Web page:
It was a chilly but quite informative morning! There were 10 people in the class this morning. I learned a tremendous amount and am SO glad I went. We spent a little over an hour in the barn (kind of heated- it was maybe 40 degrees in there) with a lecture on pruning basics.
My take home information.
Then, it was out into the orchard for some hands-on practice. We first watched as the pros pruned a tree, then we did another as a group with the class members making decisions that were okayed by the instructors. Finally, we divided into pairs and had a tree of our own, with the three instructors wandering through with suggestions or to answer questions. All in all, we spent about 2 hours out in the orchard.
Looking into the orchard.
Here we are, checking out one team's tree.
The instructor for the class is the owner of the orchard. He has only had it for about two years, taking it over from the original owner who was retiring. A lot of the trees in the orchard haven't been pruned in years so it was a great opportunity to get some practice. After tramping about for a while, we returned to the barn to continue the classroom part, this time talking about the differences in root stock, disease resistance and planting information. He had each of us tell our 'story' and why we were there and what our goals were. I did get some good advice. He advised me to cancel my order for the Granny Smith apple. I knew we were getting pretty far north for it since it has a really long growing season. He told me that it probably won't ever ripen to the point where it would taste good here. Good information to have. He did offer some suggestions for varieties and offered to order trees for the class from his supplier. So, I have two more trees on order. I'll have to call about my tree order that I placed and see if I can cancel my granny smith tree. I never got my blueberries ordered so maybe I'll apply that money to blueberries.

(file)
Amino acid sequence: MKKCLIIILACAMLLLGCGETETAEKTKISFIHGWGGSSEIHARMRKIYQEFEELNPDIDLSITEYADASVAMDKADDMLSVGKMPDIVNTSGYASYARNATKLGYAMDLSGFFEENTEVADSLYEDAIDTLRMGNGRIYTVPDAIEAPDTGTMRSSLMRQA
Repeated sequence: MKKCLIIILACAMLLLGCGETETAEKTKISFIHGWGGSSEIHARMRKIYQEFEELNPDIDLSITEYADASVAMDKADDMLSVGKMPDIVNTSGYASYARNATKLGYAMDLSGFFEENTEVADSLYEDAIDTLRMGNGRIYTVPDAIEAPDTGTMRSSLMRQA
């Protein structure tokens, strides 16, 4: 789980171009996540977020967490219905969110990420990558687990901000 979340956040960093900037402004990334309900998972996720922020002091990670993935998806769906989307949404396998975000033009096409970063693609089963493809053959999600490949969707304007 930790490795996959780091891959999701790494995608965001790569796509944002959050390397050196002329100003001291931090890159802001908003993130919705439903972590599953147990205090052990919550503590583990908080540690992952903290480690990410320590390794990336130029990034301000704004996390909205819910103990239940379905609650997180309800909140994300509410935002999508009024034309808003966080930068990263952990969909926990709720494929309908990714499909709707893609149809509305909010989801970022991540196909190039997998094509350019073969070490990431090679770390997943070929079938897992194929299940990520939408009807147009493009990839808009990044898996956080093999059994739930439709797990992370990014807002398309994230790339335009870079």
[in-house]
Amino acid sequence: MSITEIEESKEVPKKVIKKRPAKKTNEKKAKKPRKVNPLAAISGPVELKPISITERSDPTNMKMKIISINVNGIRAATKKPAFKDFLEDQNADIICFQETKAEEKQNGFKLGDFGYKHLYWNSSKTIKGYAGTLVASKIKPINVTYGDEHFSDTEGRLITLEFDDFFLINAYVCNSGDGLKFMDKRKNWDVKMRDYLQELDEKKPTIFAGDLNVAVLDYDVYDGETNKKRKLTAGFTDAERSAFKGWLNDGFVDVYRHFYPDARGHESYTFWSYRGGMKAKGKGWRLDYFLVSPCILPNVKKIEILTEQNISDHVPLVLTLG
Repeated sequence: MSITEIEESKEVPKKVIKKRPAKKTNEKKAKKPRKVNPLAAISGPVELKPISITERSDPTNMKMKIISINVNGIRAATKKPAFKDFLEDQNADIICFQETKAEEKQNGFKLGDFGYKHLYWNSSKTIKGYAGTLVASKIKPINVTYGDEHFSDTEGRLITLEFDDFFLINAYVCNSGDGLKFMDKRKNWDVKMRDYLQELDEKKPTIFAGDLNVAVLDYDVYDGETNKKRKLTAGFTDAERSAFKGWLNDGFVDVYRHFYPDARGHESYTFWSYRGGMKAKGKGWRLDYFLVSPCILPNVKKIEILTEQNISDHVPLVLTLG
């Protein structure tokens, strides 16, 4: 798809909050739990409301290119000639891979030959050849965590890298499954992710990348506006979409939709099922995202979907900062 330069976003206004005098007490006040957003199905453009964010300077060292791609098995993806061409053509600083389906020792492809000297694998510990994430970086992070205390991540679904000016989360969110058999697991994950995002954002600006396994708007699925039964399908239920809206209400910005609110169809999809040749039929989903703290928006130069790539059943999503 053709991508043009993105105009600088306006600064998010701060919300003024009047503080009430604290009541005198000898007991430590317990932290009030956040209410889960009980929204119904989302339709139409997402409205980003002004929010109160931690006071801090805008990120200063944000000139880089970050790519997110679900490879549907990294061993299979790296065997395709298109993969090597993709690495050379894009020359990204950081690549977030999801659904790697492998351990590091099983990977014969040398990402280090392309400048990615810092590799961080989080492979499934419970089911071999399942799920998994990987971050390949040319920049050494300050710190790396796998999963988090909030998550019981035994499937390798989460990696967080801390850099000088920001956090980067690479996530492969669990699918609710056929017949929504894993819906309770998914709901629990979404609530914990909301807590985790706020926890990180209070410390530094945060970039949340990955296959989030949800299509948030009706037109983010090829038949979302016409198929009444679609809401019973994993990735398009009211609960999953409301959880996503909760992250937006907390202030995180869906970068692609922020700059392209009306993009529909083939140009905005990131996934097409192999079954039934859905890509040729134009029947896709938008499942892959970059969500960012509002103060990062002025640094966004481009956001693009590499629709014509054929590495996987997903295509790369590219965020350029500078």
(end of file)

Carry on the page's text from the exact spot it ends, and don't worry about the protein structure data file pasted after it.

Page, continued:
After I got home (not till 1:45) I put my knowledge to use. I did have an opportunity to ask the instructor about our apple 'bush' and got some suggestions. It will be a multi-year project to rehab this tree. I was told to never cut more than 1/3 of the wood mass of the tree per year. We got our the chainsaw and got to work.
We cut out a few trunks to open up the tree.
and generated a lot of brush.
Hmmm, don't you use apple wood for smoking?
I also strung some chicken wire around the base to keep the rabbits away. With the extended snow cover that we've had, they have really been going after the tree trunk. Since we exposed some new areas, we didn't want to give them the opportunity to completely girdle the tree.
All in all, it was a fabulous day. I made some good connections with people in the class and feel like maybe, just maybe, I can make more community connections still. And I definitely feel better about getting into fruit production mode.